Keep eating chocolate, just don’t eat too much of it for dietary success!
Keep eating chocolate, just don’t eat too much of it for dietary success!

And when you remove all these foods, that you can enjoy as part of a weight-loss diet for better long-term weight loss and dietary adherence – there’s a high chance you’re going to enter a calorie deficit.

And these diets want you to think there’s something magical about them. So, you keep doing it. And tell your friends.

But you’re cutting the foods you (potentially) love at what cost? It makes you miserable, and most people don’t sustain these diets.

So, they’re back to square one. What’s the best diet for weight loss?

The one you can stick to.

So, if it’s any of these, then great, ignore everything I’ve said!

But if you’re finding it difficult to adhere to these, you’re not the only one. 

What should you do?

Well, get your protein right as per the above recommendations, and make up your fat and carbohydrate calories as you wish, with the foods you wish (within reason), and you’ll lose weight with ease.

The bottom line on a successful diet

Most diets are set up the same: high protein and a calorie deficit. And some ask you to cut certain foods out which makes you feel like the diets are magical, but all they're doing is creating a calorie deficit by default.

Cutting out certain foods can just make dieting harder, and a flexible approach is better for long-term fat loss and dietary adherence.

But remember the best diet for fat loss is the one you can stick to!

References:

  1. Aragon, A.A., Schoenfeld, B.J., Wildman, R. et al. International society of sports nutrition position stand: diets and body composition. J Int Soc Sports Nutr 14, 16 (2017). https://doi.org/10.1186/s12970-017-0174-y
  2. Claessens M, Calame W, Siemensma AD, van Baak MA, Saris WH. The effect of different protein hydrolysate/carbohydrate mixtures on postprandial glucagon and insulin responses in healthy subjects. Eur J Clin Nutr. 2009 Jan;63(1):48-56. Epub 2007 Sep 12.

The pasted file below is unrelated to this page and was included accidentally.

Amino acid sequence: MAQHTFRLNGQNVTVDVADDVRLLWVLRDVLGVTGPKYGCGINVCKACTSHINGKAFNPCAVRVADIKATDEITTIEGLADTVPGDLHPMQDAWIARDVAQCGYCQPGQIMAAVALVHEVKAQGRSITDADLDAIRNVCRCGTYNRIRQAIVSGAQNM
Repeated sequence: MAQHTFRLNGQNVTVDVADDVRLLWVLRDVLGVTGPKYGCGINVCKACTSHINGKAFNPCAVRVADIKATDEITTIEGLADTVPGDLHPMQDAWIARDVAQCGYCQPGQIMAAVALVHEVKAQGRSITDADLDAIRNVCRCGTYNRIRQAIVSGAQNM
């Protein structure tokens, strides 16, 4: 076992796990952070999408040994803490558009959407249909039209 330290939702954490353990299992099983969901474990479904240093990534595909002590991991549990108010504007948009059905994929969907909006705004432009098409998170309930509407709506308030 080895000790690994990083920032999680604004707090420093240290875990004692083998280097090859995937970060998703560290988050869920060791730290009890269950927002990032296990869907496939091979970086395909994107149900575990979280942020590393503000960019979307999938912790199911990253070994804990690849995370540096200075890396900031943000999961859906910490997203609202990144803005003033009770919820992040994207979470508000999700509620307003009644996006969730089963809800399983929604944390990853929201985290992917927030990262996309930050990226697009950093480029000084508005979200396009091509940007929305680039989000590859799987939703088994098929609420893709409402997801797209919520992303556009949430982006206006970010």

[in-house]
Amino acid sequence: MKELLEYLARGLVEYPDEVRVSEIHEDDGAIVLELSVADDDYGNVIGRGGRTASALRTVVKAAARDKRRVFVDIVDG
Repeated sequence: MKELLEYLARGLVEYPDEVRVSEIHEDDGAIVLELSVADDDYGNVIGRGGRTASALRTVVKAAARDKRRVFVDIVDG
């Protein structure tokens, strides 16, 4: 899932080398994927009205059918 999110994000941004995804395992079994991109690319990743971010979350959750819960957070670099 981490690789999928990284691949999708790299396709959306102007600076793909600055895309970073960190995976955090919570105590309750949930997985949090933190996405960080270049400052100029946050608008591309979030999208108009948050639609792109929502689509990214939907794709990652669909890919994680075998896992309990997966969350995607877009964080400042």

3. Hall K, Guo J. Obesity Energetics: Body Weight Regulation and the Effects of Diet Composition. Gastroenterology. Gastroenterology. 2017;152(7):1718-27.
  4. Hector AJ, Phillips SM. Protein Recommendations for Weight Loss in Elite Athletes: A Focus on Body Composition and Performance. Int J Sport NutrExercMetab. 2018 Mar 1;28(2):170-177. doi: 10.1123/ijsnem.2017-0273. Epub 2018 Feb 19. PMID: 29182451.
  5. Masood W, Annamaraju P, Uppaluri KR. Ketogenic Diet. [Updated 2021 Jun 11]. In: StatPearls [Internet]. Treasure Island (FL): StatPearls Publishing; 2021 Jan-. Available from: https://www.ncbi.nlm.nih.gov/books/NBK499830/
  6. Sacks FM, Bray GA, Carey VJ, Smith SR, Ryan DH, Anton SD, McManus K, Champagne CM, Bishop LM, Laranjo N, Leboff MS, Rood JC, de Jonge L, Greenway FL, Loria CM, Obarzanek E, Williamson DA. Comparison of weight-loss diets with different compositions of fat, protein, and carbohydrates. N Engl J Med. 2009 Feb 26;360(9):859-73. doi: 10.1056/NEJMoa0804748. PMID: 19246357; PMCID: PMC2763382.
  7. Salehi A, Gunnerud U, Muhammed SJ, Ostman E, Holst JJ, Björck I, Rorsman P. The insulinogenic effect of whey protein is partially mediated by a direct effect of amino acids and GIP on beta-cells. NutrMetab (Lond). 2012 May 30;9(1):48.
  8. Shintani TT, Beckham S, Brown AC, O'Connor HK. The Hawaii Diet: ad libitum high carbohydrate, low fat multi-cultural diet for the reduction of chronic disease risk factors: obesity, hypertension, hypercholesterolemia, and hyperglycemia. Hawaii Med J. 2001 Mar;60(3):69-73. PMID: 11320614.
  9. Smith CF, Williamson DA, Bray GA, Ryan DH. Flexible vs. Rigid dieting strategies: relationship with adverse behavioral outcomes. Appetite. 1999 Jun;32(3):295-305. doi: 10.1006/appe.1998.0204. PMID: 10336790.
  10. Strasser B, Spreitzer A, Haber P. Fat loss depends on energy deficit only, independently of the method for weight loss. Ann NutrMetab. 2007;51(5):428-32. doi: 10.1159/000111162. Epub 2007 Nov 20. PMID: 18025815.
  11. Wilcox G. Insulin and insulin resistance. Clin Biochem Rev. 2005;26(2):19-39.